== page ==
There’s a lot to admire about this Michigan defense. Just ask Pep Hamilton.  

After all, as Michigan’s passing game coordinator, there are few out there who see the unit as much as he does.

“I find myself, at times, just taking a break from trying to sort out what we’re gonna do on the next series,” Hamilton said, “and just watching how intense and how physical Don Brown’s defense is playing.”

Seven times this year, the unit has warranted Hamilton’s admiration. The one exception came 12 days ago, when then-No. 2 Penn State hung 42 points and 506 yards on the Wolverines.

For sophomore defensive end Rashan Gary, it was a bad feeling. Last Tuesday, he voiced that the blowout was something worth going through, something that could ultimately make this defense better. But he admitted it hurt nonetheless, and that a matchup with Rutgers was a chance to get the bad taste out of his mouth.

Michigan seized that opportunity, holding the Scarlet Knights to 195 yards, notching five sacks and recording 11 tackles for loss. It was, as defensive coordinator Don Brown called it, “getting back to business.”

“I’m just gonna say this: The last two weeks in practice have been unbelievably good. Period,” Brown said. “I come off yesterday’s practice, (and) we can’t go much harder. If we go much harder, somebody’s gonna get hurt. And that would be dumb, that’s on me.

“It’s kind of a sense of urgency. I don’t think we were fat-catting it (before Penn State) by any stretch of the imagination, but it certainly refocuses your energy and your enthusiasm and your passion to get the thing right.”

Against Rutgers, most things did go right. But there were still mistakes.

With just under 11 minutes remaining in the third quarter, the Scarlet Knights were facing 3rd-and-15 from their own 20-yard line.

Rutgers quarterback Giovanni Rescigno called for the snap, and subsequently whipped a 30-yard completion to tight end Jerome Washington. It was well covered by Noah Furbush, but the senior linebacker couldn’t manage to turn his head around and break up the pass.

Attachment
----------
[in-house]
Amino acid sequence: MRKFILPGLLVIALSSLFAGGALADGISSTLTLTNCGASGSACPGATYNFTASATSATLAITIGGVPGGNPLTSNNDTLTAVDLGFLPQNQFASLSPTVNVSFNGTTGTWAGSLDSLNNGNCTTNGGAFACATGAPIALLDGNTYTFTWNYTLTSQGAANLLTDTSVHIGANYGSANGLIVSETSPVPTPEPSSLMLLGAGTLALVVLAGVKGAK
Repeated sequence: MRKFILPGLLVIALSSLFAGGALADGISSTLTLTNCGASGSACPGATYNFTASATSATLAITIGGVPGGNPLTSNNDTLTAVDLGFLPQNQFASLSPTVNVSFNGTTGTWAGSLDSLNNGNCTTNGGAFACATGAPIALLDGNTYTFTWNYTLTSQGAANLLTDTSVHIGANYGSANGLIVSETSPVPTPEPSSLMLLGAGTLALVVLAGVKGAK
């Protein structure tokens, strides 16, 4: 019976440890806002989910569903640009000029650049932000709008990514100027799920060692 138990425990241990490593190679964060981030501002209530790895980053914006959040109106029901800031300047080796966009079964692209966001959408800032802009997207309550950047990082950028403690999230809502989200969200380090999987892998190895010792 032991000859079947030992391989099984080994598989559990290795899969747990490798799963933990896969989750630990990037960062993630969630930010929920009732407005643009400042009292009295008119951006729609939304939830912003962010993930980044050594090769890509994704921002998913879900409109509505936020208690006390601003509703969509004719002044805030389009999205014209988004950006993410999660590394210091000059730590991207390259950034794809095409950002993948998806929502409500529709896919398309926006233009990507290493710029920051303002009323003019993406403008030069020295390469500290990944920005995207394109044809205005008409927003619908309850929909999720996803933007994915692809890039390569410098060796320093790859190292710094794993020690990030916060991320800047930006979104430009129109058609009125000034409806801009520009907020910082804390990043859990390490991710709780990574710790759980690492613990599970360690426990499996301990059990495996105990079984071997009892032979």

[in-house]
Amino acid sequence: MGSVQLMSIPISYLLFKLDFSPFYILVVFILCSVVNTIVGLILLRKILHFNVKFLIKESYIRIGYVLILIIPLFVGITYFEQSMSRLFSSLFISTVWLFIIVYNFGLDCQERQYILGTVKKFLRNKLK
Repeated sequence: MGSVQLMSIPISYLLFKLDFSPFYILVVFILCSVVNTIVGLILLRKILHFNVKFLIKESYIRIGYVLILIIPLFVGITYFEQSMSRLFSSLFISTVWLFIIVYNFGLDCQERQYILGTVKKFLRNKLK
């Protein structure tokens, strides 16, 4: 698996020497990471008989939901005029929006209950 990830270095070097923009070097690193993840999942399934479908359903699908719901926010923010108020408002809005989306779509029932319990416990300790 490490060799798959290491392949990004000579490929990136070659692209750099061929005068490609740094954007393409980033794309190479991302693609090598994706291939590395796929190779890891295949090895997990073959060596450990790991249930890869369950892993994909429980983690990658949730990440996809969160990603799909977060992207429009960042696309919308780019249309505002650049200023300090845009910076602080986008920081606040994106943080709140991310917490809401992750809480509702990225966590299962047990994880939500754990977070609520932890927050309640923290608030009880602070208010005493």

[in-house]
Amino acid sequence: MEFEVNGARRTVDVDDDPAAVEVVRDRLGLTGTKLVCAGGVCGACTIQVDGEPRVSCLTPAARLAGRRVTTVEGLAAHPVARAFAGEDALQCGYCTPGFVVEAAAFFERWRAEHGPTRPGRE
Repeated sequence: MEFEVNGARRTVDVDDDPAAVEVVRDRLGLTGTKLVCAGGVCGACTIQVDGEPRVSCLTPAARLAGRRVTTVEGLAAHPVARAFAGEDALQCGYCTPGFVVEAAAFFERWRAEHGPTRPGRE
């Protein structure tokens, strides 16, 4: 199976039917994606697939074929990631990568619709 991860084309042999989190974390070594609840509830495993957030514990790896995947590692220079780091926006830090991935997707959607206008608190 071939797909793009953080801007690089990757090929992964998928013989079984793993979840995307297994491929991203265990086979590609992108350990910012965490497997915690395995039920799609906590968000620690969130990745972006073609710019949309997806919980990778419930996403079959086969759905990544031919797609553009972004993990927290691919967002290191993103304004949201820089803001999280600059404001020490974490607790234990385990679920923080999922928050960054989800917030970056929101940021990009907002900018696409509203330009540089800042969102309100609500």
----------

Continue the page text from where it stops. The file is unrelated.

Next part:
Just four plays later, there was another setback.

Rescigno lined up on 1st-and-10 from Michigan’s 38-yard line, floating a pass to Hunter Hayek on the left sideline. Junior safety Tyree Kinnel tracked the Rutgers wide receiver the entire way, but Hayek still made a highlight reel play, pulling off a one-handed catch for a 21-yard gain.

On plays like that, Brown said he can only credit the opposing quarterback. And those plays aren’t cause to dismiss his aggressive, man-coverage scheme.

As Brown put it himself, zone coverage is “just not what we do.”

He did qualify that by saying that Michigan will, at most, line up in combination zone coverage — something the Wolverines did frequently against the Scarlet Knights.

But he has no interest in allowing receivers to run free through a zone. Instead, he stressed that he would rather teach fundamentals, allow defensive backs coach Brian Smith and secondary coach Mike Zordich to train the Wolverines’ secondary and implement other coverage concepts when appropriate.

One play, however, did warrant Brown’s attention. It just so happened to result in one of Rutgers’ two touchdowns.

With just under 11 minutes left in the second quarter, wide receiver Janarion Grant took the direct snap from the Scarlet Knights’ own 35. He faked the handoff and picked up a block on the left side of the line before cutting back to the middle. From there, he beat every Michigan defender in a foot race to the end zone.

“The one play that just irks the hell out of me was the run play,” Brown said. “That’s simple. … Guard pull, wide pull, one of our guys misses the pull. So obviously that’s on me. It’s not on him — didn’t run it enough or something. So you’ve gotta make sure you get on the pull.

“But still, (we) have a middle third defender coming down. We still have a back side that I don’t think was flying to the rock. We’ve got to fix that, and that’s what we talked about, is if you eliminate that run play right there and one other play, I mean come on, come on, that’s pretty good defense.”

Brown isn’t wrong. But the direct snap was a large reason why the Wolverines were thrashed in State College. It came back to bite them only a week later. And they will surely see that play in the coming weeks.

But Michigan’s defensive unit took that loss personally. If that is any indication, they will take Grant’s touchdown personally, too. Just ask Gary.

“If people think that we need to prove things to them,” he said last Tuesday, “they need to watch this game and every game after that.”

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